The International Labor Organization (ILO), an agency of the United Nations, issued a letter affirming that U.S.-trained osteopathic physicians are fully licensed physicians who prescribe medication and perform surgery. The acknowledgment draws a clear separation between American DOs, who are medical doctors, and non-physician osteopaths trained outside of the United States. Within the international standards that classify jobs to promote international comparability across occupations, U.S.-trained DOs are now categorized with all other physicians as medical doctors. This event took place in June 2018 and started a relay of events and opened doors for DOs as more countries started to understand and give full recognition to US-trained medical doctors with the DO degree, e.g. the Association of Medical Councils of Africa (AMCOA) approved a resolution in 2019 granting the AOA’s request that AMCOA recognize U.S.-trained DOs as fully licensed physicians with practice rights equivalent to MDs, opening its 20 member countries, which include Botswana, Gambia, Ghana, Kenya, Lesotho, Liberia, Malawi, Mauritius, Namibia, Nigeria, Rwanda, Seychelles, Sierra Leone, South Africa, South Sudan, Swaziland, Tanzania, Uganda, Zambia, and Zimbabwe to DOs. (Note: Some of the member African countries of AMCOA had independently licensed DOs before; however, this recognition unifies those who did or did not). Furthermore, DOs may work internationally with any humanitarian organization such as the World Health Organization and Doctors Without Borders. The following is an international licensure summary for US-trained doctors of osteopathic medicine, as listed by the American Osteopathic Association, that shows countries where USDOs have previously applied for licensure (countries not listed are regions with no history of USDO applying for licensure):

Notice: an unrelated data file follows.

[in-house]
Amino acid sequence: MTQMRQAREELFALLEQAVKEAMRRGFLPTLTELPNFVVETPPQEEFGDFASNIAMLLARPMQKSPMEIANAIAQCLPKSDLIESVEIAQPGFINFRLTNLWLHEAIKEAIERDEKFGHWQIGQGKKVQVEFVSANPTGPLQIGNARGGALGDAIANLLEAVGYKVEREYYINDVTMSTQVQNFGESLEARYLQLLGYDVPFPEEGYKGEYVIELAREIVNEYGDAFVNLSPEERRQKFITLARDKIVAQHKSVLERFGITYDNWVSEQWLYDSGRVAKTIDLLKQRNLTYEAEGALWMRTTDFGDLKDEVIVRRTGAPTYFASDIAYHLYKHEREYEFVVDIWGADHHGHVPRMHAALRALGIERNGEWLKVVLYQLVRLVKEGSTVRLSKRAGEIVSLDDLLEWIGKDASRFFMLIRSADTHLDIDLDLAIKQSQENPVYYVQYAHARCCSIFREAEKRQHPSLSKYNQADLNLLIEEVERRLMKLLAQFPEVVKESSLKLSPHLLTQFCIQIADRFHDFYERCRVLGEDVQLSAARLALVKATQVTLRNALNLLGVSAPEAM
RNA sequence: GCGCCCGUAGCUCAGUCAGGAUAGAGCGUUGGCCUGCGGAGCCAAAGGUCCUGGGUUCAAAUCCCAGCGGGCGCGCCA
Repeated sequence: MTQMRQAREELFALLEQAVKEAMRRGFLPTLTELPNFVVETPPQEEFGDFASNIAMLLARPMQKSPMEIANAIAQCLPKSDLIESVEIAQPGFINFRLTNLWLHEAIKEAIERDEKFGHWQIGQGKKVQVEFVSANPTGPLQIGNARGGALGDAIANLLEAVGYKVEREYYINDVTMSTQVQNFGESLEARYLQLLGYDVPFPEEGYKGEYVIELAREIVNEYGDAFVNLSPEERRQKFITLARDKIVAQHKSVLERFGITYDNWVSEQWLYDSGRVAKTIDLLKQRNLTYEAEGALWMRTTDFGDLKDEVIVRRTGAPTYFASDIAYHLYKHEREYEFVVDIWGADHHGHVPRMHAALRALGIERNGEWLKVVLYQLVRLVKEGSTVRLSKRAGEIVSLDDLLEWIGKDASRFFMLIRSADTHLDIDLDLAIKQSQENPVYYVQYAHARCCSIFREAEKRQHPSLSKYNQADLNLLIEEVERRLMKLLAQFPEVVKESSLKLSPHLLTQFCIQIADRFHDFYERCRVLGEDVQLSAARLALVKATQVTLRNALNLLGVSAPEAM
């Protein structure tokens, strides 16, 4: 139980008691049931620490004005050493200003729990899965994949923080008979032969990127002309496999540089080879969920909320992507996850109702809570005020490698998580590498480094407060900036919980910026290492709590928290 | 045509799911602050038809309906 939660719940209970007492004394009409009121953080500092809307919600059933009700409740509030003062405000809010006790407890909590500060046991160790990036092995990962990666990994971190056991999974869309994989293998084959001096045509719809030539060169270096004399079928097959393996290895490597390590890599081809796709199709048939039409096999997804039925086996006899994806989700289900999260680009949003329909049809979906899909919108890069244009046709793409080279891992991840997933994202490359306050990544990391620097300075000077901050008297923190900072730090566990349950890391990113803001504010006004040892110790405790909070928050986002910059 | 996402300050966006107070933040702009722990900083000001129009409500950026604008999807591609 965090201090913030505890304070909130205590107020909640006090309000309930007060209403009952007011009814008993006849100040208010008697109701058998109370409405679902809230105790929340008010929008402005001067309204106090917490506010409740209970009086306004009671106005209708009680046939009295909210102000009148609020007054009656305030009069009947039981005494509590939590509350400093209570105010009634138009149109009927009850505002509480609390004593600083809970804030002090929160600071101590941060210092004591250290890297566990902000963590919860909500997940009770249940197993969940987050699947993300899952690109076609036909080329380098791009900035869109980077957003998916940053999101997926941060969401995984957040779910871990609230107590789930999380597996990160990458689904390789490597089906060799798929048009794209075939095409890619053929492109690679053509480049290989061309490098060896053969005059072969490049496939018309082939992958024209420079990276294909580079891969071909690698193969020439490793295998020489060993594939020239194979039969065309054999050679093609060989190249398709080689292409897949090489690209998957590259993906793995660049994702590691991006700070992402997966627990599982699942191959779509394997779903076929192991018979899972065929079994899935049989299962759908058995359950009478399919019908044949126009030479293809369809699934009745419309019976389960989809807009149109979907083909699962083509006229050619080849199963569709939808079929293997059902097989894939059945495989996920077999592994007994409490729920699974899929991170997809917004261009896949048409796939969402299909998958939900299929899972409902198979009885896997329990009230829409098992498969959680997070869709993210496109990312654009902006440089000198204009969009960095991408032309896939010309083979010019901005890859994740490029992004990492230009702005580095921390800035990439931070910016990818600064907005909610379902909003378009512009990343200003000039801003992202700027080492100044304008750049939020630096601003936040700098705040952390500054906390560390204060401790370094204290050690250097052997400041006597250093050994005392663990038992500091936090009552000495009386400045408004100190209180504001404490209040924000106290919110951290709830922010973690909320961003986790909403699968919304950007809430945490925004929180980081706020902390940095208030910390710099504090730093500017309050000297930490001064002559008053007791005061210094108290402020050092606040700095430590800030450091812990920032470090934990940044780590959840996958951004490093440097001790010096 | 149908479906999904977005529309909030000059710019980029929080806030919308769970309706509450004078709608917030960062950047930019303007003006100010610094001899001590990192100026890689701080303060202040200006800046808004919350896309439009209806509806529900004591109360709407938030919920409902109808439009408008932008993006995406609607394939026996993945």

|Country||Year of latest policy||Medical practice rights||Requirements for licensure|